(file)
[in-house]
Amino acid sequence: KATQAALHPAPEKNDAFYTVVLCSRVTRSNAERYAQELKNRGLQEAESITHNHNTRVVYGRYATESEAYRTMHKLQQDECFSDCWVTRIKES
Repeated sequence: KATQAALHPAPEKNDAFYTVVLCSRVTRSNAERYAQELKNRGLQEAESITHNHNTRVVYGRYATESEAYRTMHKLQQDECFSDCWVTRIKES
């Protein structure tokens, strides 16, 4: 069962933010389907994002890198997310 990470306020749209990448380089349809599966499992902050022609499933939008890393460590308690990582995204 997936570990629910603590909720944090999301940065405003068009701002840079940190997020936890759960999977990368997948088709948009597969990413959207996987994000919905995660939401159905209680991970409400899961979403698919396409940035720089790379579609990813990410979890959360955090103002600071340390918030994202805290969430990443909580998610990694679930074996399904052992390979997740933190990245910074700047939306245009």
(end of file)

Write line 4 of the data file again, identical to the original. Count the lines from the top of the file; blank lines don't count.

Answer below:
């Protein structure tokens, strides 16, 4: 069962933010389907994002890198997310 990470306020749209990448380089349809599966499992902050022609499933939008890393460590308690990582995204 997936570990629910603590909720944090999301940065405003068009701002840079940190997020936890759960999977990368997948088709948009597969990413959207996987994000919905995660939401159905209680991970409400899961979403698919396409940035720089790379579609990813990410979890959360955090103002600071340390918030994202805290969430990443909580998610990694679930074996399904052992390979997740933190990245910074700047939306245009």